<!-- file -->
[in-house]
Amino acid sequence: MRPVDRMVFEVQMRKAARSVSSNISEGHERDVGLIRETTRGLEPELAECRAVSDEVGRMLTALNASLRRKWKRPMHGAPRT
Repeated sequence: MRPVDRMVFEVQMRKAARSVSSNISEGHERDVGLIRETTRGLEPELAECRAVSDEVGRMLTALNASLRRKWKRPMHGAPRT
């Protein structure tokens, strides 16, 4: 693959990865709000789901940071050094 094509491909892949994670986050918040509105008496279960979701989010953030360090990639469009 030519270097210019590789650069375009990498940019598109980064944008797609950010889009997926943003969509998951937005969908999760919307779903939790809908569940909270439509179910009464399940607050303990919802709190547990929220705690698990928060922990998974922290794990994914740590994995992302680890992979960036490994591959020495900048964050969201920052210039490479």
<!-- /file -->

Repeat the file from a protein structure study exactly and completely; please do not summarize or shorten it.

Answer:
[in-house]
Amino acid sequence: MRPVDRMVFEVQMRKAARSVSSNISEGHERDVGLIRETTRGLEPELAECRAVSDEVGRMLTALNASLRRKWKRPMHGAPRT
Repeated sequence: MRPVDRMVFEVQMRKAARSVSSNISEGHERDVGLIRETTRGLEPELAECRAVSDEVGRMLTALNASLRRKWKRPMHGAPRT
């Protein structure tokens, strides 16, 4: 693959990865709000789901940071050094 094509491909892949994670986050918040509105008496279960979701989010953030360090990639469009 030519270097210019590789650069375009990498940019598109980064944008797609950010889009997926943003969509998951937005969908999760919307779903939790809908569940909270439509179910009464399940607050303990919802709190547990929220705690698990928060922990998974922290794990994914740590994995992302680890992979960036490994591959020495900048964050969201920052210039490479």